For gifts we can’t wait to give.
Secondly, we can reflect on where that giving goes, and for what purpose. The end point of all our giving is that it enables ministry and mission in our church, and that in turn enables the church to grow, and to be Christ in the world.
Here in York Minster, that manifests itself in such a variety of ways – through our worship, the care of our building which speaks beyond itself, our music which underpins our personal and collective prayer, our outreach services such as Minster Mice and Threshold – all of which offer an opportunity for people to encounter God’s love. Of course, all this is God’s mission, and the best part of it is that he invites us to join in.
In the Second Letter to the Corinthians, Paul writes about the churches in Macedonia who gave financially to support sister churches. To describe this, Paul uses the word ‘grace’, gifts of grace from one church to another, ‘for the privilege of sharing in the ministry to the saints’. (2 Cor 8.4). This, I think, eloquently frames the lens through which we are invited to think of our giving – as gifts of, or expressions of, grace – which enable us to participate in God’s work.
For gifts we can’t wait to give.
Thirdly, through giving, we grow as disciples. In the Gospel reading this morning, Jesus says to Simon Peter and Andrew, ‘Follow me’. Being a disciple means to follow Jesus: to go where he goes, to look on the world with his eyes, to love the world with his heart, and to give our lives, with his, for the sake of others. Simon Peter, Andrew, James and John all left their boats immediately, and followed him. Followed him as disciples, who learn by watching what their master is doing. Jesus lived a life of generosity. As we follow as his disciples, then we catch the vision of that generosity and become more like him.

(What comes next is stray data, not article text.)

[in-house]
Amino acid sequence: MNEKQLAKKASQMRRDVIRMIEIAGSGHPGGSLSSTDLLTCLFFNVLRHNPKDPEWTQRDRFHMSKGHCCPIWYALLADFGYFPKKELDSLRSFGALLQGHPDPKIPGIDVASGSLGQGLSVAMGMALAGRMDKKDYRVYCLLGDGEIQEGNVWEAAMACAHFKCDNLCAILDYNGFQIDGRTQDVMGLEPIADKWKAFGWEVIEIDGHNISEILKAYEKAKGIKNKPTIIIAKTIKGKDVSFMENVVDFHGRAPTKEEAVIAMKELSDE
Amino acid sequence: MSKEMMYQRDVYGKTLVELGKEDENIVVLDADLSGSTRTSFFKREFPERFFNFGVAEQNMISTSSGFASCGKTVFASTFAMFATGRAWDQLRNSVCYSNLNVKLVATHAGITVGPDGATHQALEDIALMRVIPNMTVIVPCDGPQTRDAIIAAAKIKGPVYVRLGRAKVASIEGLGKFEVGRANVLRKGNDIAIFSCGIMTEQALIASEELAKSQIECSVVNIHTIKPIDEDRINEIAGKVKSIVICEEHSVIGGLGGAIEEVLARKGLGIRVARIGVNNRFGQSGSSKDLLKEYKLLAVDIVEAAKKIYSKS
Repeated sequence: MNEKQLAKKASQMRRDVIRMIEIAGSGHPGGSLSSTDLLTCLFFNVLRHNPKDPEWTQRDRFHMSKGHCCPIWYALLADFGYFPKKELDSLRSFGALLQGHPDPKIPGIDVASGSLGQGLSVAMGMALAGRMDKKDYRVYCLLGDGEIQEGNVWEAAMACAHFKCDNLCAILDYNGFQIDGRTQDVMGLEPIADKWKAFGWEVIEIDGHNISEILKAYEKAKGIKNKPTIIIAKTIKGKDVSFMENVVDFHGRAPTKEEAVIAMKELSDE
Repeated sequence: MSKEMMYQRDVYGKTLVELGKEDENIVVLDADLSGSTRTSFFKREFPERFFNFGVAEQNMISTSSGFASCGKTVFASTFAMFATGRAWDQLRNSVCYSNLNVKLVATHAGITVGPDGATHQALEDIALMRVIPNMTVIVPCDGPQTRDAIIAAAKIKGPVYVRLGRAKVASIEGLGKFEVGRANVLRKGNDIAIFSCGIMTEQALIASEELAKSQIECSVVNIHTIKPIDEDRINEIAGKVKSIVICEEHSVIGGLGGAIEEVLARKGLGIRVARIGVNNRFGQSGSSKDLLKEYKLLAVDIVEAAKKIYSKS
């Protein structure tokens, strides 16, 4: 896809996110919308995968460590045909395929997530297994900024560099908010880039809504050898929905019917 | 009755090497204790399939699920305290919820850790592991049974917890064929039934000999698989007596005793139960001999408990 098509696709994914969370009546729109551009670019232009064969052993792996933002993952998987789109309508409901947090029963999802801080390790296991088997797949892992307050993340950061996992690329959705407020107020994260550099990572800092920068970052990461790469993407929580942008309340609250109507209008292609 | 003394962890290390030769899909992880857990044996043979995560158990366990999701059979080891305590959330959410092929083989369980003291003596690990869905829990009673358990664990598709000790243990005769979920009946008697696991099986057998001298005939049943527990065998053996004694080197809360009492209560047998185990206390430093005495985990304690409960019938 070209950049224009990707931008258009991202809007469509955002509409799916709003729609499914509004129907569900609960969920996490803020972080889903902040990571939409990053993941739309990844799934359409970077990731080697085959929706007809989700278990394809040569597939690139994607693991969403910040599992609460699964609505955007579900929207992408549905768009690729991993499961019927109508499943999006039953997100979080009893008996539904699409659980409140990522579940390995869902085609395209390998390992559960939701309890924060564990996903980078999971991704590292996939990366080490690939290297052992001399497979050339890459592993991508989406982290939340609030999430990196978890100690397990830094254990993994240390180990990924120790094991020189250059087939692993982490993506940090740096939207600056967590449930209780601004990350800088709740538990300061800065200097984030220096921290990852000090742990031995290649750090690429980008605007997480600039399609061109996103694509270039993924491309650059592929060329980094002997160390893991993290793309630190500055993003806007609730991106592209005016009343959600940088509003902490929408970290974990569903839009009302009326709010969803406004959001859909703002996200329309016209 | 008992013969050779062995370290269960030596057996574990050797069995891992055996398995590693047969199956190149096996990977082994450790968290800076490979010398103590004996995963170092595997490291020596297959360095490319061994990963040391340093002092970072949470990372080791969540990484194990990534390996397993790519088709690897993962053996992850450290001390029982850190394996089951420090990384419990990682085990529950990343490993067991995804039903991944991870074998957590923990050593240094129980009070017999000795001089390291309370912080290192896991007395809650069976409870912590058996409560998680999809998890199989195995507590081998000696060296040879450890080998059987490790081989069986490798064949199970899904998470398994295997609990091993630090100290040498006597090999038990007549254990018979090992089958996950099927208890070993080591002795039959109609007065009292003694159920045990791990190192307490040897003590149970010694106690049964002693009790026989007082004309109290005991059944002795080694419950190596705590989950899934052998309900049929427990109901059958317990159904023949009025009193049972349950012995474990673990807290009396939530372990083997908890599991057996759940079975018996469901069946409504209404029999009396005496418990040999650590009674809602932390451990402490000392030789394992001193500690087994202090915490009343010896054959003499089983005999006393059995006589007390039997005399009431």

To be a disciple is to follow, with courage and obedience, and live our lives with grace and generosity, which in turn reveals the generosity of God. And that includes the state of our heart when it comes to giving to our church: generous giving is a spiritual issue as well as a practical one. As baptised Christians, our identity lies not in ourselves but in God through Christ – as Paul says in our first reading, ‘I belong to Christ’. And so every bit of ourselves belongs to and is offered in the service of God – our work, our leisure, our gifts, our time, and our money. God chose to enter the material world and be born into it, so for us material things and spiritual things cannot be separated.
Giving is about our state of heart, our strength of faith, and our humility – putting God’s mission and the people around us ahead of ourselves and our own desires. Our commitment to being disciples is the tiniest part of a relationship in which God is committed to us – capturing all our offerings and making of them something beautiful and glorious.
I’d like to conclude by offering some familiar but profound words of Christina Rossetti, who eloquently frames our reflections in this season of Epiphany:
What can I give him, poor as I am?
If I were a shepherd, I would bring a lamb;
if I were a Wise Man, I would do my part;
yet what I can I give him: give my heart.